In 1958, a Latter-day Saint chapel was constructed at Kolofo’ou, one of several major subdivisions or district areas of Nuku’alofa, Tongatapu, the capital of Tonga. It served the local members of The Church of Jesus Christ of Latter-day Saints for 24 years. Because Tonga is a kingdom, land for such facilities is not purchased but is instead leased from the king.
The former Kolofoou Chapel at Nukualofa, Tongatapu, Tonga. It is now used for a government agency.| Kenneth Mays
According to Riley M. Moffat, in 1972 the lease on the land occupied by the Kolofo’ou Chapel expired and it was not renewed by the king. The building was then available to be utilized for other purposes. Initially, it was turned into a Chinese restaurant and the baptismal font in the courtyard was used as a fishpond (see Moffat's photo essay "LDS Church History Sites in the Kingdom of Tonga" in Mormon Historical Studies, Spring and Fall 2016, Vol. 17, Nos. 1 & 2). The structure’s time as a restaurant was short-lived. Subsequently, other uses for it were sought.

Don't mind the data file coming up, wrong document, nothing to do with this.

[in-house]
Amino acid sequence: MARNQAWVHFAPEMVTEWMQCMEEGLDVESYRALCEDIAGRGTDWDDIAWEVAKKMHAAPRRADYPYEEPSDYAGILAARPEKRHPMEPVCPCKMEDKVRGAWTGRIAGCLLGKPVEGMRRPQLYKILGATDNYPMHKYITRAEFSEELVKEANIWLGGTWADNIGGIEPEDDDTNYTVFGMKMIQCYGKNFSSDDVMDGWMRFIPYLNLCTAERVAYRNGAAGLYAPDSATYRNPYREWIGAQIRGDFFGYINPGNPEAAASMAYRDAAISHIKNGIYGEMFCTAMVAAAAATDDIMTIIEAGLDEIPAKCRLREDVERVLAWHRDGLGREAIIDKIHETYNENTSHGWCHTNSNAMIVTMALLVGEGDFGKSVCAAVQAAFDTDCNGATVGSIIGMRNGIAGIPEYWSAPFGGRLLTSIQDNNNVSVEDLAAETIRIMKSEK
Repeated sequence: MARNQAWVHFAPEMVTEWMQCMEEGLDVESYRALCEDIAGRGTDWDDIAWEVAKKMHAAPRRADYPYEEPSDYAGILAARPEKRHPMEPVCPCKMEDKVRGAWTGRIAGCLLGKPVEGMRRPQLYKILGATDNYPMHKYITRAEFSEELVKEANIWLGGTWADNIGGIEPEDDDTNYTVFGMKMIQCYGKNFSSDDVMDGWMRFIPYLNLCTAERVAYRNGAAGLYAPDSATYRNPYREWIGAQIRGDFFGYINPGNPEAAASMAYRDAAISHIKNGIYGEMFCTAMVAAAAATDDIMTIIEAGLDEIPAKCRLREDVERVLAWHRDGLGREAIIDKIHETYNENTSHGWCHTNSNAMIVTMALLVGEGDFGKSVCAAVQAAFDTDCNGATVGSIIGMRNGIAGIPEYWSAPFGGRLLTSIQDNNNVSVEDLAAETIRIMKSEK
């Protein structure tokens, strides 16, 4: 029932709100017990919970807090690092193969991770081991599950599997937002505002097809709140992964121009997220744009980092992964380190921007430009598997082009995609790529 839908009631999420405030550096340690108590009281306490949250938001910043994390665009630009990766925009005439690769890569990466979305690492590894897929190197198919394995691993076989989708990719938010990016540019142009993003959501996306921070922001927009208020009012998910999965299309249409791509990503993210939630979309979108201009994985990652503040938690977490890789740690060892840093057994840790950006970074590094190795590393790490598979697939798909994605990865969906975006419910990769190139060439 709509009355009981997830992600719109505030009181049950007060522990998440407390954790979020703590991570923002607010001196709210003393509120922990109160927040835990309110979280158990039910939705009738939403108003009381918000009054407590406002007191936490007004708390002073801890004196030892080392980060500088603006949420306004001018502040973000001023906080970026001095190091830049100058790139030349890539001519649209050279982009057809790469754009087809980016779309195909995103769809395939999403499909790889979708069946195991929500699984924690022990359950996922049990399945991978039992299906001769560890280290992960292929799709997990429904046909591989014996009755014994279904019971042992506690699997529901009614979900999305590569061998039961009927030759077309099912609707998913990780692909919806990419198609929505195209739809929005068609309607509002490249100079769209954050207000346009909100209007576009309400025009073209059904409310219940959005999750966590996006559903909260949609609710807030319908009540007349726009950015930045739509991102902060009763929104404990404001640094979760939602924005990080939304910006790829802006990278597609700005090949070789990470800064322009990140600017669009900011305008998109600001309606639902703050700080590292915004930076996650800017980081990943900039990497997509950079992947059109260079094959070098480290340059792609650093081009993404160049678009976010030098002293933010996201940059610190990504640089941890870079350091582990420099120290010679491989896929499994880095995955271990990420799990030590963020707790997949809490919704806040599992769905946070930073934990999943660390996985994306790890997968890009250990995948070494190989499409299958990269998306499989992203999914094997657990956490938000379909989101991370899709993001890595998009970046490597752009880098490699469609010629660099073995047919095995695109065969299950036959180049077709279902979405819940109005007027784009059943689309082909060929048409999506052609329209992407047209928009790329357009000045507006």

Presently, the building houses the offices of the Tongan Ministry of Commerce, Consumer Trade and Innovation and Labour. Some changes to the former church building have been made.
However, the original Mormon complex was not demolished and replaced, as is often the case when an edifice is no longer used for its original purpose. An examination of the present-day structure reveals its general layout, hallways, steeple and classrooms. There is still a “feeling,” as it were, of a traditional Latter-day Saint chapel such as is familiar to Saints all over the world. In that sense, its historical and architectural legacy continue.